HAWTHORNE, NJ - An unusual tropical disturbance is currently threatening to develop into a tropical depression or storm off the coast of North Carolina today. While uncertainty remains in the projected track, most weather models agree that the storm will accelerate northward tomorrow and strike the Mid-Atlantic or New England coast somewhere between Delaware Bay and Cape Cod. In the wake of the storm, temperatures throughout the region next week are expected rise into the mid to upper 90s, or in some cases over 100 degrees, as heat from the U.S. interior slides east under the influence of a high pressure ridge.
As of midday Thursday, a hurricane hunter aircraft has been dispatched to explore the tropical disturbance for signs of organization. Radar has indicated cyclonic motion centered near Cape Hatteras, at the eastern end of an elongated region of low pressure stretching nearly to Myrtle Beach. If this center is confirmed as the core of the storm, models predict the future track of the system will most likely bend towards New Jersey, potentially resulting in direct impacts to Hawthorne. While sustained winds associated with this storm are expected to remain below hurricane force (and likely less than 45 mph), there is potential for significant inland and coastal flooding. Already saturated ground in some parts of North Jersey will enhance flood risk, especially as model projections suggest some parts of Passaic and Bergen County could see as much as four inches of rain.
In terms of timing, the outermost bands of the tropical system could begin reaching North Jersey as early as 6:00 a.m. Friday morning, followed by the inner bands around 2 p.m. The center of the system should pass by or directly over Hawthorne just before midnight, continuing north into the Hudson Valley and potentially Vermont. Caution is advised if driving Friday evening or Saturday morning, as heavy rain and flash flooding could occur from eastern Pennsylvania to Long Island.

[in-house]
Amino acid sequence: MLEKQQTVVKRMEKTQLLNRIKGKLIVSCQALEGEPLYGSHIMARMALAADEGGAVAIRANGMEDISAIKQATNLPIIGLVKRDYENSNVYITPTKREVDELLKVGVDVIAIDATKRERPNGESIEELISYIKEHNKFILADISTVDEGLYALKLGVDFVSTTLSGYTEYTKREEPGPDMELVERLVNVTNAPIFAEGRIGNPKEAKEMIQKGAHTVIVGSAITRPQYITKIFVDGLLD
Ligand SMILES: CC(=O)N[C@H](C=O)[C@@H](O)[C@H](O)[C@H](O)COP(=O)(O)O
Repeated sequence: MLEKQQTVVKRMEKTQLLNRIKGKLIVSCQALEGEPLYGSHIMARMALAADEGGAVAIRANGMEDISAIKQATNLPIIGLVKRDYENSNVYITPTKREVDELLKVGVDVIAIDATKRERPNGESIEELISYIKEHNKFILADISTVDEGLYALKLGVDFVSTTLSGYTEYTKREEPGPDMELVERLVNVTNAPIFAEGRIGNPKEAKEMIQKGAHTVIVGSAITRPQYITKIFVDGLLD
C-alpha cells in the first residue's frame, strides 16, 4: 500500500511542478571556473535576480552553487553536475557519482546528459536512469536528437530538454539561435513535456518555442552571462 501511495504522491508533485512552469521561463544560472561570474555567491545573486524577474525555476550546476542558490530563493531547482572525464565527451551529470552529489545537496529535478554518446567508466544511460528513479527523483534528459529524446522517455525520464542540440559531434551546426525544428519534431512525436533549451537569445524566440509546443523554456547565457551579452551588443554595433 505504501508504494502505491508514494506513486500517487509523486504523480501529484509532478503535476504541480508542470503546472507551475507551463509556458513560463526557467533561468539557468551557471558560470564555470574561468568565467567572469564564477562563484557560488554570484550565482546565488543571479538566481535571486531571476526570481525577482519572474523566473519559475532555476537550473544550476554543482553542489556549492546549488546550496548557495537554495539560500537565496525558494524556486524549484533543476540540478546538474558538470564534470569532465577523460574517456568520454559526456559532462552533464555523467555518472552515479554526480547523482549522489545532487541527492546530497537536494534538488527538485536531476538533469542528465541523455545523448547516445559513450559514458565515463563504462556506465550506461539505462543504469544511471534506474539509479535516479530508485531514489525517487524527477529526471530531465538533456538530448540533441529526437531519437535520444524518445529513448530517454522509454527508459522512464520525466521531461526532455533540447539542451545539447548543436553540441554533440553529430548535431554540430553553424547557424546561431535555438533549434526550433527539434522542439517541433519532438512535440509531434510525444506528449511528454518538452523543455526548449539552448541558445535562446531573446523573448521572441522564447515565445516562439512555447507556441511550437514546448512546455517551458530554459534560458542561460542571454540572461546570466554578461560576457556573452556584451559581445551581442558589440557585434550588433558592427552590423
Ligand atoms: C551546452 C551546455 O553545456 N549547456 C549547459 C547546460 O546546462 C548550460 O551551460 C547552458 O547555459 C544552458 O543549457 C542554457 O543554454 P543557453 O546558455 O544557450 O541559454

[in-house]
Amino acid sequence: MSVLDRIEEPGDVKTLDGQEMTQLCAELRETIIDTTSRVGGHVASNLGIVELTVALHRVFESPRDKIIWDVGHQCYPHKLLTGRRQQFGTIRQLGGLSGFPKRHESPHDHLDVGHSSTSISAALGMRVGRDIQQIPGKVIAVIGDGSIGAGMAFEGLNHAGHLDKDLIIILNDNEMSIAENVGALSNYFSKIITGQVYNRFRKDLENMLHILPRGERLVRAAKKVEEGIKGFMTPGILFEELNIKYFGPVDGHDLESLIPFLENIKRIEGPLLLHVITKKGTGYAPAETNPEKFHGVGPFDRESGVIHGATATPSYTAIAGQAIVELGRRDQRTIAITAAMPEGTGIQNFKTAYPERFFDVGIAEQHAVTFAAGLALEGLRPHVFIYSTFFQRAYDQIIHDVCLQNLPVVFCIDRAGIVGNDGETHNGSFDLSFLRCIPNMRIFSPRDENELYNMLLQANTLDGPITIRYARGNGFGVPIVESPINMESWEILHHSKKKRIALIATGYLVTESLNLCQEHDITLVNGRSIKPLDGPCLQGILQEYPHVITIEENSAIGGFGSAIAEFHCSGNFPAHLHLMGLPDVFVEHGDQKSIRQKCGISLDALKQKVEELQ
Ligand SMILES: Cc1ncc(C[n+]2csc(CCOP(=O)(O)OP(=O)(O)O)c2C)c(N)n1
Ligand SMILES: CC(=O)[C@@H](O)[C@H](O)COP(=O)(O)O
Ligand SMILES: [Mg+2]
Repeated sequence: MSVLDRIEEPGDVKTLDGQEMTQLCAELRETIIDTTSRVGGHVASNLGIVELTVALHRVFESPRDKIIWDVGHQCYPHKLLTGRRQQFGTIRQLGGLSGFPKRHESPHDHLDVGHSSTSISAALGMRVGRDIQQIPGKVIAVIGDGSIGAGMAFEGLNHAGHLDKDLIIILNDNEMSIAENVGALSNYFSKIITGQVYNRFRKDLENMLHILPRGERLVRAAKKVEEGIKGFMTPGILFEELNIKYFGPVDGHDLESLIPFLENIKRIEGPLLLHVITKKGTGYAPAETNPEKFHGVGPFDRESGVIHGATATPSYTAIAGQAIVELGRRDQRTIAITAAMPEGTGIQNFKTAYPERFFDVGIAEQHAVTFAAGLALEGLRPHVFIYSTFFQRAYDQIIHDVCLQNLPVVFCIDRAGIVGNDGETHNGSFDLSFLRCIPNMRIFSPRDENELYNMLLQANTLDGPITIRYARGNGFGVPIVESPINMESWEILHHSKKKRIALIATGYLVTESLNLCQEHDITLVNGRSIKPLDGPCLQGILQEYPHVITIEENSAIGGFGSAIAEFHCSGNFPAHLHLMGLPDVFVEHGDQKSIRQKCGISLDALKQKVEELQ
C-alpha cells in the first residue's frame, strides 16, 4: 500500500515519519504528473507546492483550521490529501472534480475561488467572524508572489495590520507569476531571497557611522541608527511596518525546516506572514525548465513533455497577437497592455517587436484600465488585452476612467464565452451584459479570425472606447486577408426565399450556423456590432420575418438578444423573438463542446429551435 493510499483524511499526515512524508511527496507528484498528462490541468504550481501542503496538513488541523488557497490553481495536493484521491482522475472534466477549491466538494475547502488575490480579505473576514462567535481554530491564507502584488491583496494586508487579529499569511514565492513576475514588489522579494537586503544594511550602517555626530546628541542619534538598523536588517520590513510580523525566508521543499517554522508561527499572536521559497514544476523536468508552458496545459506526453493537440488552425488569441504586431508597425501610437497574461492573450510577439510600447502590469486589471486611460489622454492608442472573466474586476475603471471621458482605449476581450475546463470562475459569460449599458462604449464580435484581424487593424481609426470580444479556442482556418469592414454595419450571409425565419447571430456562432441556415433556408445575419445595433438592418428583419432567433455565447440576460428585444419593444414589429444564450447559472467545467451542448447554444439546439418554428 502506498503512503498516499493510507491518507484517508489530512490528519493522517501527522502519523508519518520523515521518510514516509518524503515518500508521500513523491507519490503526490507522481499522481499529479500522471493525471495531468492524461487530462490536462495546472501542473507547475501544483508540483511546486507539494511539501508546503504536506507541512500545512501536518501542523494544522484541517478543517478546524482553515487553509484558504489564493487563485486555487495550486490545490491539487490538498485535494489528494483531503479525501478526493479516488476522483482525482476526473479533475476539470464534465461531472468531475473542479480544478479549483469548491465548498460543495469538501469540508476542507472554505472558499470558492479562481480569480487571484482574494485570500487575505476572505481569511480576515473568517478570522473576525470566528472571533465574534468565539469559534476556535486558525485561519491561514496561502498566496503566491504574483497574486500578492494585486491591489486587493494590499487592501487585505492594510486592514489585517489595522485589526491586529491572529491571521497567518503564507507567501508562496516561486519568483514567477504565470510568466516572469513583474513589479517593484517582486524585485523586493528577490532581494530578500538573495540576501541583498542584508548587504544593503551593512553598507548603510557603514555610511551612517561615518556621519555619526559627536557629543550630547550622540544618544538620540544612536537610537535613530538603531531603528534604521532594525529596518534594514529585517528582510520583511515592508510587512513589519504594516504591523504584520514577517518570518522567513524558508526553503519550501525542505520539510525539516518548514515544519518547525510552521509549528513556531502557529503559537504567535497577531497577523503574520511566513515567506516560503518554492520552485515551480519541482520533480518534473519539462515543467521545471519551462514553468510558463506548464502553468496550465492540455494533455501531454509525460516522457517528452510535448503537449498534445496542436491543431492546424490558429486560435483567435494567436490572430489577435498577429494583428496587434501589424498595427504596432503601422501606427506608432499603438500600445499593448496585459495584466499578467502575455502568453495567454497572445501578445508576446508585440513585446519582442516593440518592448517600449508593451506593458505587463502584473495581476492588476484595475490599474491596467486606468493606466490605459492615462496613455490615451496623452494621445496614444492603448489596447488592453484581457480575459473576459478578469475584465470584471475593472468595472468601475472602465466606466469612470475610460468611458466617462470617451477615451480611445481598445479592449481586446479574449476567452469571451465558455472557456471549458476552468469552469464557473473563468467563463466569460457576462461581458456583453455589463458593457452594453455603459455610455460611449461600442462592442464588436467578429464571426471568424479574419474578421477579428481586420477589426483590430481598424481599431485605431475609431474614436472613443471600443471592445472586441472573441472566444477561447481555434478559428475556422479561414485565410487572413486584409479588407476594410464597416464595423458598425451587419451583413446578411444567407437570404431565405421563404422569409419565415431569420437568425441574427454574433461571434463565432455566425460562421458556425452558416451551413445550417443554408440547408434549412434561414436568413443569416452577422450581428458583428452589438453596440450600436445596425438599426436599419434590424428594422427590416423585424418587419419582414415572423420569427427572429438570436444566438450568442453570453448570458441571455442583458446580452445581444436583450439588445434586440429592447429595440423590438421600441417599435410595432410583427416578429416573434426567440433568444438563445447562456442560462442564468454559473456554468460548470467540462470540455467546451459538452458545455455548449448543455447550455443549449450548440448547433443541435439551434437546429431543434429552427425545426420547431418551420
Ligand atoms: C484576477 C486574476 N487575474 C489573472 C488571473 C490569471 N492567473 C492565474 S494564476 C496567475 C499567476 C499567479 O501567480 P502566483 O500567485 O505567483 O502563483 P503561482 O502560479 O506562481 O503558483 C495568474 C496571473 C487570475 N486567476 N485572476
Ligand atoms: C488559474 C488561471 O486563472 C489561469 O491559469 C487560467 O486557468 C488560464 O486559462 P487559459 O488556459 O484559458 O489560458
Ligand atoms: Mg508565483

After the passage of the storm, humidity for the next eight to nine days will hover near 60%. Coupled with heat building in from the west, heat indices will likely spike into the 100s, with actual temperatures in the mid to upper 90s by Wednesday or Thursday. Some parts of New Jersey, especially along the I-195 corridor, could see actual temperatures over 100 degrees by Saturday, and heat advisories or warnings are anticipated.
For more information, readers are referred to National Weather Service products for the latest updates. This is an informal forecast discussion, and official products should be consulted before making any weather-related decisions.
Dr. Daniel J. Ciarletta is a recent graduate from the Environmental Science and Management program at Montclair State University and a longtime resident of Hawthorne. He has more than a passing interest in the geology, geography, and history of New Jersey, and is also an avid hiker.
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